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It's not that simple, as any legal system will show. There must be good reason for me to believe that the person (in this case a cop) has an intention to kill me. Normally I would not make this assumption just because a policeman pointed a firearm at me. On the other hand, if the cop had just shot at me unprovoked, I might consider shooting him or her. Of course ideally in that situation one should aim to remove them as a threat without killing them.
I haven't read all the arguments, and this is my first posting here. So excuse any misunderstandings.
I am inclined to agree with your train of thought. My preliminary formulation would be something like:
"Violence is the use of physical force against another person, but only when the force used is more than that necessary to avoid a greater act of violence"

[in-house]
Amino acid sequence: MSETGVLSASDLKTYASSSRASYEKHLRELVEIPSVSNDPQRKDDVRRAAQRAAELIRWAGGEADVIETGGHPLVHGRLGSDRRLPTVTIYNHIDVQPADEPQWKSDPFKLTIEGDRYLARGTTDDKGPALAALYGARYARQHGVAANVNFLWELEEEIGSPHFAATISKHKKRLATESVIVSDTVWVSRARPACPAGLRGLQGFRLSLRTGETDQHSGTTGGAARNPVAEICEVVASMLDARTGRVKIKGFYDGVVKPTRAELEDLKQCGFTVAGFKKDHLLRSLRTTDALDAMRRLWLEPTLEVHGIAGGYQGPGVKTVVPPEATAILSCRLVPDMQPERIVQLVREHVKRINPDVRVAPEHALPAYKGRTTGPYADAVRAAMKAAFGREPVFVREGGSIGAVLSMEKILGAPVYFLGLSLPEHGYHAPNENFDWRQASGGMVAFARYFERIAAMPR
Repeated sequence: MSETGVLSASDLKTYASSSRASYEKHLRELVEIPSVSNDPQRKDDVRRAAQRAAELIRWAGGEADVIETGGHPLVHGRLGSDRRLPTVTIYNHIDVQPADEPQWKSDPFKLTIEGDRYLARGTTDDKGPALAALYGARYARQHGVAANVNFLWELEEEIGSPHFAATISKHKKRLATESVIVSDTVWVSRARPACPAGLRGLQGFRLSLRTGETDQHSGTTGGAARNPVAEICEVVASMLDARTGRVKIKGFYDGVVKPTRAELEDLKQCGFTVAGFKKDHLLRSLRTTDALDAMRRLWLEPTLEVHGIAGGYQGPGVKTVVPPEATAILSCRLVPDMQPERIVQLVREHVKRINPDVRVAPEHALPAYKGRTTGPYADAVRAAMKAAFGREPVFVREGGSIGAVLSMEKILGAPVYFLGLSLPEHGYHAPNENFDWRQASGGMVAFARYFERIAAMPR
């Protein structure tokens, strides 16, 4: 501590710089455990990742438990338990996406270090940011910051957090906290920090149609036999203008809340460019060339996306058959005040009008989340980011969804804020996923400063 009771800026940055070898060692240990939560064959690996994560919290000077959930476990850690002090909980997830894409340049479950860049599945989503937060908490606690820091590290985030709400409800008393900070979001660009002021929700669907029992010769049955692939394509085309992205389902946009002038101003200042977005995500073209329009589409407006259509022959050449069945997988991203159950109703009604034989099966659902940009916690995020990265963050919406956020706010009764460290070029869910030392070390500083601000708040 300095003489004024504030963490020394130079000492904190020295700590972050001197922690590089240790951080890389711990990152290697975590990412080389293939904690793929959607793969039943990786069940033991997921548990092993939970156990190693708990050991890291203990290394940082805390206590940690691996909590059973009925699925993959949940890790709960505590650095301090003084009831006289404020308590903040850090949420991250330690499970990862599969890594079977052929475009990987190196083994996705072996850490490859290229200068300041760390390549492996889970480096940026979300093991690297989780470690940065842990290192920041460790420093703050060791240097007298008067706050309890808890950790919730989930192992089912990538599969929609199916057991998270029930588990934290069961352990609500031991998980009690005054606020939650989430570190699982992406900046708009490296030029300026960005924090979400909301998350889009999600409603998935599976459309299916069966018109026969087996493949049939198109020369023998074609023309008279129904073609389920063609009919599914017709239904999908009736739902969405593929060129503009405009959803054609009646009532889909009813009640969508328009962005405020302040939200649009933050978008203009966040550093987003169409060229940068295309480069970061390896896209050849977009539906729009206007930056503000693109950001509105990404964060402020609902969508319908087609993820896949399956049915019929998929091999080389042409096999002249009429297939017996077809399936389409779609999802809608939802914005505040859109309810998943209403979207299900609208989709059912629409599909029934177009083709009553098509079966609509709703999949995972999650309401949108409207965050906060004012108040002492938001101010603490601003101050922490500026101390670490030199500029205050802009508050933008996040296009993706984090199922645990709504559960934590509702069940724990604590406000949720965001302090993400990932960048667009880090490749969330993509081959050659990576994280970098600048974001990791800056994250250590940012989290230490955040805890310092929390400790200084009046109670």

This formulation is perhaps similar to the way regulations of police use of force are formulated, they are limited to the use of reasonable and proportionate force. They would argue that by following this guideline they are not being violent even in quite aggressive and heated confrontations.
I support the statement "The doing of justice never requires violence" in the sense that I am inclined to consider any use of violence as inherently unjust. However I think that there are times when, for example, widespread use of force in overturning a despotic regime can be justified as preventing greater acts of violence against a population.